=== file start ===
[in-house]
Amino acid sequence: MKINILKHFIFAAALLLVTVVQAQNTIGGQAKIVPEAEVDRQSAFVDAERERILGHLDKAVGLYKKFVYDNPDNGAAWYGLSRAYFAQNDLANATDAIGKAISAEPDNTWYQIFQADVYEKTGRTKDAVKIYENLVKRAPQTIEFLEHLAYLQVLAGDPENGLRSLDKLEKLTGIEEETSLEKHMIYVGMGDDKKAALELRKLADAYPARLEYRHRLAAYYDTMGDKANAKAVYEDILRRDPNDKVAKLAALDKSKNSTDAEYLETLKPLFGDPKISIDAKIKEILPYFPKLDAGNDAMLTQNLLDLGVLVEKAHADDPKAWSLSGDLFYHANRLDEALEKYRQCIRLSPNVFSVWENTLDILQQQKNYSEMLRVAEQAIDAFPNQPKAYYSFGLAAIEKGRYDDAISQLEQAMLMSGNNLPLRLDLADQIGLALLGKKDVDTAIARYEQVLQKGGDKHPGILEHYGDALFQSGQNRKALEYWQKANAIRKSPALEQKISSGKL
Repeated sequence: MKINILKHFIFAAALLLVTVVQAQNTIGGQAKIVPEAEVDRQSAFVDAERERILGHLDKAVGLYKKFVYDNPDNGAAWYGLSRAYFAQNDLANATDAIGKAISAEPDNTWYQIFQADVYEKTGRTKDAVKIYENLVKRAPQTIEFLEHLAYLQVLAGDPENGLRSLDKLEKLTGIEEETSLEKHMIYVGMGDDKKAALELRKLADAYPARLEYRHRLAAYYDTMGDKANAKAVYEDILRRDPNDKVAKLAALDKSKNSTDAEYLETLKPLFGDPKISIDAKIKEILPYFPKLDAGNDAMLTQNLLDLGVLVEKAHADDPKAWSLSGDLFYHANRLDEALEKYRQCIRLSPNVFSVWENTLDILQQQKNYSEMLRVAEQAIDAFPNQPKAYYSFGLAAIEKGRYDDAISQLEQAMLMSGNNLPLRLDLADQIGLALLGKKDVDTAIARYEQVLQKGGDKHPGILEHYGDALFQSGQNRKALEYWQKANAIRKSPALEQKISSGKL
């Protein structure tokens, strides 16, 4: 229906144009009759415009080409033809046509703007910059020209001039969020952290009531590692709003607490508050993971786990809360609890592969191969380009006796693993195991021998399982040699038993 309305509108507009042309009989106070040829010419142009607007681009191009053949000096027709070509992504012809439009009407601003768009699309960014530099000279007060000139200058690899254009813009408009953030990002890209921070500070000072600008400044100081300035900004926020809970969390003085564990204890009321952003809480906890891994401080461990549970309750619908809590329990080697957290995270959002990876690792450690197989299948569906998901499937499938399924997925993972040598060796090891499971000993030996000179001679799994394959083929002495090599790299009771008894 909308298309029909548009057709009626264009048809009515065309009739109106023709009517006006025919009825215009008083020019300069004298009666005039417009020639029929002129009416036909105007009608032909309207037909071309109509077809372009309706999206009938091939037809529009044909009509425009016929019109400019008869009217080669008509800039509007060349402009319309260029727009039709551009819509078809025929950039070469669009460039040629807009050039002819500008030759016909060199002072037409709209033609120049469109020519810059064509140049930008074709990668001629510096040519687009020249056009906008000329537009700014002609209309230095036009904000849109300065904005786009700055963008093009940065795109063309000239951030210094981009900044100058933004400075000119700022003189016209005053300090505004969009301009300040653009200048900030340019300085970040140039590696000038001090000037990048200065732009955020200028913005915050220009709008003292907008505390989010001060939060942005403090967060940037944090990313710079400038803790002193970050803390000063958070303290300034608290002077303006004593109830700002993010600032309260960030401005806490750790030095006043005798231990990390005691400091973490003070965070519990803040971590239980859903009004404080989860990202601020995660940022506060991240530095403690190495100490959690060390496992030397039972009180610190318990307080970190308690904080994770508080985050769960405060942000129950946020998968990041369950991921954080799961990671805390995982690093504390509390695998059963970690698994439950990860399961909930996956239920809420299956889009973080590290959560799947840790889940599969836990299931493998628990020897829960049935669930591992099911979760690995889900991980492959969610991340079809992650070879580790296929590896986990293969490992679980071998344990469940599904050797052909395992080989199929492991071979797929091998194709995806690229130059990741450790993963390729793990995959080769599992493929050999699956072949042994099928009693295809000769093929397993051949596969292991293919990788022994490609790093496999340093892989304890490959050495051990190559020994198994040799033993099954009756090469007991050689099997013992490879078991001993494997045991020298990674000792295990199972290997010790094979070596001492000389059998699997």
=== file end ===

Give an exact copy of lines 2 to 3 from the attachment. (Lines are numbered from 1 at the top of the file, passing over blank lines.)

Amino acid sequence: MKINILKHFIFAAALLLVTVVQAQNTIGGQAKIVPEAEVDRQSAFVDAERERILGHLDKAVGLYKKFVYDNPDNGAAWYGLSRAYFAQNDLANATDAIGKAISAEPDNTWYQIFQADVYEKTGRTKDAVKIYENLVKRAPQTIEFLEHLAYLQVLAGDPENGLRSLDKLEKLTGIEEETSLEKHMIYVGMGDDKKAALELRKLADAYPARLEYRHRLAAYYDTMGDKANAKAVYEDILRRDPNDKVAKLAALDKSKNSTDAEYLETLKPLFGDPKISIDAKIKEILPYFPKLDAGNDAMLTQNLLDLGVLVEKAHADDPKAWSLSGDLFYHANRLDEALEKYRQCIRLSPNVFSVWENTLDILQQQKNYSEMLRVAEQAIDAFPNQPKAYYSFGLAAIEKGRYDDAISQLEQAMLMSGNNLPLRLDLADQIGLALLGKKDVDTAIARYEQVLQKGGDKHPGILEHYGDALFQSGQNRKALEYWQKANAIRKSPALEQKISSGKL
Repeated sequence: MKINILKHFIFAAALLLVTVVQAQNTIGGQAKIVPEAEVDRQSAFVDAERERILGHLDKAVGLYKKFVYDNPDNGAAWYGLSRAYFAQNDLANATDAIGKAISAEPDNTWYQIFQADVYEKTGRTKDAVKIYENLVKRAPQTIEFLEHLAYLQVLAGDPENGLRSLDKLEKLTGIEEETSLEKHMIYVGMGDDKKAALELRKLADAYPARLEYRHRLAAYYDTMGDKANAKAVYEDILRRDPNDKVAKLAALDKSKNSTDAEYLETLKPLFGDPKISIDAKIKEILPYFPKLDAGNDAMLTQNLLDLGVLVEKAHADDPKAWSLSGDLFYHANRLDEALEKYRQCIRLSPNVFSVWENTLDILQQQKNYSEMLRVAEQAIDAFPNQPKAYYSFGLAAIEKGRYDDAISQLEQAMLMSGNNLPLRLDLADQIGLALLGKKDVDTAIARYEQVLQKGGDKHPGILEHYGDALFQSGQNRKALEYWQKANAIRKSPALEQKISSGKL